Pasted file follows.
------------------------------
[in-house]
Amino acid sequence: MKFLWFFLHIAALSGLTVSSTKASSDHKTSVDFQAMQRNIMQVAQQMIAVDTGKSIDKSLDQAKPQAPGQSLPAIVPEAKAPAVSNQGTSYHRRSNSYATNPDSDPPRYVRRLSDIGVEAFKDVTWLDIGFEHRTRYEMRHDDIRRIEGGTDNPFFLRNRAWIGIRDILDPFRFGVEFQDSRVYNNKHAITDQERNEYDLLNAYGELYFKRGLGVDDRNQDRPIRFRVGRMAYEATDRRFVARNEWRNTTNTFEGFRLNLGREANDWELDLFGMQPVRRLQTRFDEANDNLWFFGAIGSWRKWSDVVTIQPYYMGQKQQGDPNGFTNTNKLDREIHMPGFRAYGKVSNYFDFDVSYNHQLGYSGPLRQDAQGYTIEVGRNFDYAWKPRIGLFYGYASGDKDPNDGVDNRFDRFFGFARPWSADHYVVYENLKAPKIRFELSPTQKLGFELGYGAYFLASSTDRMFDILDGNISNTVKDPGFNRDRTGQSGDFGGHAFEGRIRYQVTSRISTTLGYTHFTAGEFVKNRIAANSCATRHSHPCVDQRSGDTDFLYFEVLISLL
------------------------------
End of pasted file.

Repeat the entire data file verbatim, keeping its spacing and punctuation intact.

[in-house]
Amino acid sequence: MKFLWFFLHIAALSGLTVSSTKASSDHKTSVDFQAMQRNIMQVAQQMIAVDTGKSIDKSLDQAKPQAPGQSLPAIVPEAKAPAVSNQGTSYHRRSNSYATNPDSDPPRYVRRLSDIGVEAFKDVTWLDIGFEHRTRYEMRHDDIRRIEGGTDNPFFLRNRAWIGIRDILDPFRFGVEFQDSRVYNNKHAITDQERNEYDLLNAYGELYFKRGLGVDDRNQDRPIRFRVGRMAYEATDRRFVARNEWRNTTNTFEGFRLNLGREANDWELDLFGMQPVRRLQTRFDEANDNLWFFGAIGSWRKWSDVVTIQPYYMGQKQQGDPNGFTNTNKLDREIHMPGFRAYGKVSNYFDFDVSYNHQLGYSGPLRQDAQGYTIEVGRNFDYAWKPRIGLFYGYASGDKDPNDGVDNRFDRFFGFARPWSADHYVVYENLKAPKIRFELSPTQKLGFELGYGAYFLASSTDRMFDILDGNISNTVKDPGFNRDRTGQSGDFGGHAFEGRIRYQVTSRISTTLGYTHFTAGEFVKNRIAANSCATRHSHPCVDQRSGDTDFLYFEVLISLL